Essays on Technology Transfer, Energy Investment under Uncertainty, and Pro-Social Behavior.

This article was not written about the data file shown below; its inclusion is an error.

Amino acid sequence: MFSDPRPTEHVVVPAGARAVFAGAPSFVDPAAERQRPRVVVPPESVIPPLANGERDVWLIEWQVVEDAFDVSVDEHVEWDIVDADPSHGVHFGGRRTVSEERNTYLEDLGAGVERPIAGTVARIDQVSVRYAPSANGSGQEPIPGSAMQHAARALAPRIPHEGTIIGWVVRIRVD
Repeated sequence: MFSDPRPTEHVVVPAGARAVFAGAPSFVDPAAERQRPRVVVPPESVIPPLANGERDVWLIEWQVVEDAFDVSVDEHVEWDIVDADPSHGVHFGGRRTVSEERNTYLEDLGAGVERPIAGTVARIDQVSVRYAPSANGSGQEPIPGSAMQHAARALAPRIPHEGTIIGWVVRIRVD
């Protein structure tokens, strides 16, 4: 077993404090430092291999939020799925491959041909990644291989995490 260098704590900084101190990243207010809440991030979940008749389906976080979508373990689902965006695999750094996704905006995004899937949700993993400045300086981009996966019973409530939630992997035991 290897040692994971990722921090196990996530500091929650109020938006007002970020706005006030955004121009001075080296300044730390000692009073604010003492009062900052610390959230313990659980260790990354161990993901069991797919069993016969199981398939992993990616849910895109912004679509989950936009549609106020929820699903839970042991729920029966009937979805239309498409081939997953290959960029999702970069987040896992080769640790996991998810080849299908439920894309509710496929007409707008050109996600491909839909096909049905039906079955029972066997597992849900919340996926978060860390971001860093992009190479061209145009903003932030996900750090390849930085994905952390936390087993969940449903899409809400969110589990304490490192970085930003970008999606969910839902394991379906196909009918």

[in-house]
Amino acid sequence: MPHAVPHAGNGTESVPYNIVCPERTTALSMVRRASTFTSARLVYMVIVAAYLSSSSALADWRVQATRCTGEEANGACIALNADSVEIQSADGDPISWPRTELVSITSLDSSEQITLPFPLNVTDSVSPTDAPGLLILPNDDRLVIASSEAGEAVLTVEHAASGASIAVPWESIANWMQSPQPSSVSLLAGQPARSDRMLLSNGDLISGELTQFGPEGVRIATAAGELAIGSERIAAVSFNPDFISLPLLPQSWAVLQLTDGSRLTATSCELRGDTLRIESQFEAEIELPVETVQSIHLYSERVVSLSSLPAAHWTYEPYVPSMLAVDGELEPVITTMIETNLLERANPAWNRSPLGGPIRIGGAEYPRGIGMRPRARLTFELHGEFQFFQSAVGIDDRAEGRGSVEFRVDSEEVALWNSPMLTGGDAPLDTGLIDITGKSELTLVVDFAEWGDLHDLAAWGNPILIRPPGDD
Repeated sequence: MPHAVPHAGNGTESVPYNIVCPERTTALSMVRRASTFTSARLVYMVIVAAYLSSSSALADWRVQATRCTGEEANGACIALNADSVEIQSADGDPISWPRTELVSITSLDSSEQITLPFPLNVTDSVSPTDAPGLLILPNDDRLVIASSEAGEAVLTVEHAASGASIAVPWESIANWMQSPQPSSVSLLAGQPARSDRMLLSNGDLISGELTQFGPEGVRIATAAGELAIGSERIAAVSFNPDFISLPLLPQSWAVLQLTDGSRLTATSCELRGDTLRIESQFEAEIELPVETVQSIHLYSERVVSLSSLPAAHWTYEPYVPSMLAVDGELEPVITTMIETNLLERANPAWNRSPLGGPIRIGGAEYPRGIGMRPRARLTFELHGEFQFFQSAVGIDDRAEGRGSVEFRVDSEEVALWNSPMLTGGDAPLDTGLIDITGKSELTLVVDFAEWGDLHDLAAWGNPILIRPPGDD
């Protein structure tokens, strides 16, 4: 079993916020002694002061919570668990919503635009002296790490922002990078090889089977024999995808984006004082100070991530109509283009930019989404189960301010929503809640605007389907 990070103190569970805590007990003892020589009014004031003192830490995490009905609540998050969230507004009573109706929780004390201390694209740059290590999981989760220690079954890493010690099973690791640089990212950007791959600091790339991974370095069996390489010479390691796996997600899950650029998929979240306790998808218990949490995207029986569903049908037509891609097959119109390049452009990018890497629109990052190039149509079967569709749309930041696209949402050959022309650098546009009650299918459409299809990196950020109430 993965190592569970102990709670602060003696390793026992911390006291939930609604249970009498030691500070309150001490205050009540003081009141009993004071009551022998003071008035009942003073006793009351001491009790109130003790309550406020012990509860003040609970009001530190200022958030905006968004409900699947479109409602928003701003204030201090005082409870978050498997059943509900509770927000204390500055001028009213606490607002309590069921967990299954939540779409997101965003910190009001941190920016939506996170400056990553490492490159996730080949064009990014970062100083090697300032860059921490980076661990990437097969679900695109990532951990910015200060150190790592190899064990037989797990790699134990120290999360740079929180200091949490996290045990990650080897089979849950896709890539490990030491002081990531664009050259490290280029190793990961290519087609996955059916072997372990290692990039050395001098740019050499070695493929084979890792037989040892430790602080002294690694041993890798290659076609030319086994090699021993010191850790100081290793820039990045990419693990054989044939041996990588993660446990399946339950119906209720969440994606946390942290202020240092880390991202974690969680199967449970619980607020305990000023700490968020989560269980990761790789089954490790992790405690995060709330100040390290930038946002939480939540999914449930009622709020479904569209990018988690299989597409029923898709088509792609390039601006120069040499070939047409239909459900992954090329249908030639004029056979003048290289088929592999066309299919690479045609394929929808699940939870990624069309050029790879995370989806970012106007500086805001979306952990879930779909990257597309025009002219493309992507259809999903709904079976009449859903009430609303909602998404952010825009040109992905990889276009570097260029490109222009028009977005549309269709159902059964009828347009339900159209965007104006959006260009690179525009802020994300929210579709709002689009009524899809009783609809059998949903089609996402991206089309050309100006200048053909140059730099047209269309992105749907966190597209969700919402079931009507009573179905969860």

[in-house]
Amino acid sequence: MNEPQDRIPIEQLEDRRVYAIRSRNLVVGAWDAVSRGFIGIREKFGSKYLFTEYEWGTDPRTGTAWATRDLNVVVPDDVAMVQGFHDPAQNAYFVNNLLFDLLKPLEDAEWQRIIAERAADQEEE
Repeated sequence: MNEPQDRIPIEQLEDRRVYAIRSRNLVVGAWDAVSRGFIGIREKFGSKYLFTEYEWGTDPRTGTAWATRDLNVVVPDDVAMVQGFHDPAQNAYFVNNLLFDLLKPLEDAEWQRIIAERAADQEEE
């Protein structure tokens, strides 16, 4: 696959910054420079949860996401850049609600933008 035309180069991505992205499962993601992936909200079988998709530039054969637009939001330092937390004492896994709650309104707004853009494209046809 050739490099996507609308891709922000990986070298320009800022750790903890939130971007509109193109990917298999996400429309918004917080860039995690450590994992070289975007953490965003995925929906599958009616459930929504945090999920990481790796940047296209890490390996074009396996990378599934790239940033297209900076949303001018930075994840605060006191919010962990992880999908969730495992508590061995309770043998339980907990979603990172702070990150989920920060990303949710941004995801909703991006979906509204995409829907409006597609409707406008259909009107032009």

Environmental Policy has become an increasingly important topic over the last decades. Issues such as acid rain, ozone depletion and most recently climate change required global regulation in order to avoid serious damages to the environment. Whereas the acid rain and ozone depletion issues have been successfully dealt with Barrett (2003), the global community has not been able to address climate change on a global scale. The European Union has been spearheading global climate change efforts by implementing an Emissions Trading System for CO_2 emissions for most of its industrial and energy producers, but due to lacking global support efforts have been reduced. One important issue is how to integrate developing countries which do not have an emission limiting system in place with developed countries that do. A mechanism that has been set up to deal with this issue is the Clean Development Mechanism (CDM). Developed country companies can invest into projects operating in developing countries, and receive emission permits in their home market for the emission reduction their involvement brings about. This mechanism was supposed to increase abatement activity in developing countries, as well as decrease the cost of complying with permit markets in developed countries. Chapter 2 of this thesis, "Technology Transfer Mechanisms and International Cooperation to Combat Climate Change", evaluates the effectiveness of the CDM and proposes an alternative mechanism to address a range of issues for which it has been criticized. Specifically, a new technology transfer mechanism is proposed, labeled Green Technology Banks, as part of a climate change agreement that includes emission limits for developed and developing countries. The mechanism is evaluated according to the following five criteria, standard in the literature that analyses technology-oriented agreements: environmental effectiveness, technological effectiveness, economic efficiency, incentives for participation and administrative feasibility. Under the assumption that several permit markets exist that are imperfectly linked, it is shown that the mechanism performs well according to the specified criteria, while the largest obstacle remains the acceptance of emission limits by developing countries. However, ancillary benefits, access to advanced technology and increased government revenue from emission trading represent a sizable compensation package. Developed countries would have to shoulder most of the cost, but considering the recent efforts to establish the Green Climate Fund as part of a new international climate change architecture, the willingness to pay for such efforts seems to be on the rise. Another important issue concerning the CDM is its effect on investment into renewable energy in developed countries. Theoretically, it reduces the incentive to invest into renewable energy sources since it allows the usage of cheaper permits (Blanco, 2008). This effect has not been studied quantitatively in an uncertain investment environment. Permit prices on the European emissions market are highly influenced by political process and have seen large drops and rises since its inception. Furthermore, energy investment is considered as irreversible. A methodology that is well suited to address such an issue is real-options theory. In Chapter 3 of this thesis, "The Clean-Development Mechanism, Stochastic Permit Prices and Energy Investments", the impact on energy investments stemming from different emission permit classes is analyzed. Permits that are allocated inside the European Emission Trading Scheme and secondary Certified Emission Reductions permits (sCER) originating from the Clean Development Mechanism are considered. One price taking firm which is subject to emission regulation has the choice to invest into a gas or a wind power plant. The firm faces uncertainty regarding stochastically evolving permits prices, while it receives a premium on the electricity price for wind energy. As a first step, the value of the option to invest into a gas power plant over time is determined. Then, the investment probability of a gas power investment in a range of policy scenarios is calculated. Allowing the usage of sCER permits in the present policy framework has a positive impact on gas power investment. Decoupling the price processes has a similar effect. If the quota of sCER permits is doubled, the decrease in the investment probability for wind power is large. Finally, we ran sensitivity tests for different parameter values. We find that investment behavior changes significantly with differing interest rates, the wind energy premium and volatility rate. Lobbying activity from companies, NGOs, fossil energy and renewable energy producers have increased since the aforementioned environmental issues became a political priority. In Europe large lobbying organizations such as EUR-ELECTRIC representing large energy producers with high CO2 levels, or the European Wind Energy Association with over 700 members from 60 countries have been formed. Whereas the latter organization is interested in achieving a more generous support mechanism for its members, such as feed-in tariffs, the former is more interested in reducing the burden environmental policy puts on its members. One example of reducing the burden is trying to increase the overall cap of the Emission Trading System, thereby lowering the price per permit. Considering the impact of lobbying from a real-options perspective in an uncertain environment with respect to permit prices has not been analyzed in the literature so far. Chapter 4,"The Influence of Permit Price Uncertainty and Lobbying on Energy Investments", addresses the issue of how an investor chooses when facing the choice to replace a pre-determined generation capacity by investing into wind or gas power. If he chooses gas power, he has to obtain emission permits. The permit price develops according to a geometric Brownian Motion. Furthermore, the investor can fund lobbying efforts, rendering gas or wind power more profitable. We find that current permit prices are insufficient to induce renewable investment and wind power lobbying must be very effective in order to induce investment in this power type. Gas power lobbying is largely too costly due to the low permit price. In a United States-like situation with no permit market, no effective renewable support scheme, and very strong gas lobbying efforts, close to no renewable capacity will be installed. Depending on the scenario, the social cost of subsidizing wind energy can be large. Whereas the previous chapters addressed the issues of technology transfer and energy investment under uncertainty, chapters 5 and 6 of this thesis consider pro-social behavior in the setting of the TV-Show “Come Dine with Me” from a theoretical and empirical point of view. In the show, five contestants prepare a dinner for each other during the course of a week and evaluate each other’s performance. The winner receives a monetary prize. Evaluations remain concealed until the show is broadcast. Because actual voting behavior remains concealed during the show, a contestant could evaluate his/her opponents with zero in an effort to increase his own chances of winning without risking later punishment in the form of low scores. However, when looking at the actual data from the show, such behavior is virtually never observed. One potential explanation for this observation is that interaction between human beings is, to a large extent, governed by social norms that have evolved over time and have been instilled in us since childhood. In the absence of compliance to social norms, everyday interaction would be difficult because every situation would require the persons involved to establish acceptable behavior anew or to coordinate regarding some mutually acceptable behavior. Compliance with a social norm can be enforced through so-called moralistic punishment. Moralistic punishment is defined as: “… the enforcement of social norms by outraged but otherwise not directly affected third parties” (Carpenter2012), p. 555). Another important dimension that leads people to adhere to norms is the potential loss of reputation in the eyes of their peers, often termed social approval (Benabou, 2003; Benabou, 2006; Bernheim, 1994; Hollaender, 1990}. In his seminal article, Bernheim (1994) postulates: “When popularity is sufficiently important relative to intrinsic utility (defined as utility directly derived from consumption), many individuals conform to a single, homogenous standard of behavior, despite heterogeneous underlying preferences” (p. 844). Bernheim’s model also allows for deviations from a norm for agents with extreme preferences. This explains the need for third party punishment, because in certain situations the intrinsic utility gain may lead to deviations from the norm. Considering these potential factors of influence on voting behavior of participants in the TV-Show, we investigate whether they can help to explain why participants do not seem to evaluate each other with a zero. In chapter 5, "Come Dine with Me: a Game-Theoretic Analysis", we interpret popular the TV-show as a simultaneous non-cooperative game with evaluation levels as strategic variables, and show that it belongs to a class of strategic games which we call mutual evaluations games. Any mutual evaluation game} (MEG) possesses a zero equilibrium---i.e. a Nash equilibrium where all players evaluate each other with the lowest available scores---as well as numerous non-zero equilibria. Since the zero equilibrium is an equilibrium in weakly dominant strategies, it may arguably be regarded as the canonical equilibrium. Yet, in 212 rounds of the German format of never achieved this equilibrium, nor did they (with one exception) play any other equilibrium. We provide potential explanations for this behaviour by considering the impact of social pressure and reputation mechanisms, bandwagon effects, inequality aversion and sequential voting effects. Finally, chapter 6,"Pro-Social behavior in the TV format Come Dine with Me: An empirical investigation", considers the influence of social approval and reputation on voting behavior in the German version of the TV format from an empirical point of view. We test whether reputation, social in-game influences, objective quality, or personal traits impact the voting behavior of participants, with a dataset running from 2006 to 2011. We find that the objective sophistication of a meal, the order of cooking, whether a person has already cooked, and the social similarity between contestant and evaluator all have a significant influence on the evaluating behavior. These findings help to improve the understanding of the impact that reputation and social approval have on economic decision making.